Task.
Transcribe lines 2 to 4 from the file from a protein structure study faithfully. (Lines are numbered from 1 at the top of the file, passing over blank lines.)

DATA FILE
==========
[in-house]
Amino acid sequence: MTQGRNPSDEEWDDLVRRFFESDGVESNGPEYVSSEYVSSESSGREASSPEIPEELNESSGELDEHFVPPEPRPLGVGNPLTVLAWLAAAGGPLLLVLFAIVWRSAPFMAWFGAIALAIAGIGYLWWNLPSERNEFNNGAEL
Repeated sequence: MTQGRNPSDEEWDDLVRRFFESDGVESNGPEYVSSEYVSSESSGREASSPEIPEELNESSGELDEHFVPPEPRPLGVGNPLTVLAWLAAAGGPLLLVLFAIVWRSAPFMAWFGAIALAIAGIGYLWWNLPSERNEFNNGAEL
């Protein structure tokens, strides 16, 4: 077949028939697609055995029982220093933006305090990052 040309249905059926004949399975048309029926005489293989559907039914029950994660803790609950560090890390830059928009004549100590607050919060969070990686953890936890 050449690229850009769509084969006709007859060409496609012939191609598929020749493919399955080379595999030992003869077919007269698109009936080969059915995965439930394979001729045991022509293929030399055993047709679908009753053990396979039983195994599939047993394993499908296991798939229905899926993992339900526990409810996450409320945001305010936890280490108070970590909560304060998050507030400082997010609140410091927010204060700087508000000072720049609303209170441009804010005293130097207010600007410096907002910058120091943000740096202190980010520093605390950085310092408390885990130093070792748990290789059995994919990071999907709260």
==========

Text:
Amino acid sequence: MTQGRNPSDEEWDDLVRRFFESDGVESNGPEYVSSEYVSSESSGREASSPEIPEELNESSGELDEHFVPPEPRPLGVGNPLTVLAWLAAAGGPLLLVLFAIVWRSAPFMAWFGAIALAIAGIGYLWWNLPSERNEFNNGAEL
Repeated sequence: MTQGRNPSDEEWDDLVRRFFESDGVESNGPEYVSSEYVSSESSGREASSPEIPEELNESSGELDEHFVPPEPRPLGVGNPLTVLAWLAAAGGPLLLVLFAIVWRSAPFMAWFGAIALAIAGIGYLWWNLPSERNEFNNGAEL
């Protein structure tokens, strides 16, 4: 077949028939697609055995029982220093933006305090990052 040309249905059926004949399975048309029926005489293989559907039914029950994660803790609950560090890390830059928009004549100590607050919060969070990686953890936890 050449690229850009769509084969006709007859060409496609012939191609598929020749493919399955080379595999030992003869077919007269698109009936080969059915995965439930394979001729045991022509293929030399055993047709679908009753053990396979039983195994599939047993394993499908296991798939229905899926993992339900526990409810996450409320945001305010936890280490108070970590909560304060998050507030400082997010609140410091927010204060700087508000000072720049609303209170441009804010005293130097207010600007410096907002910058120091943000740096202190980010520093605390950085310092408390885990130093070792748990290789059995994919990071999907709260």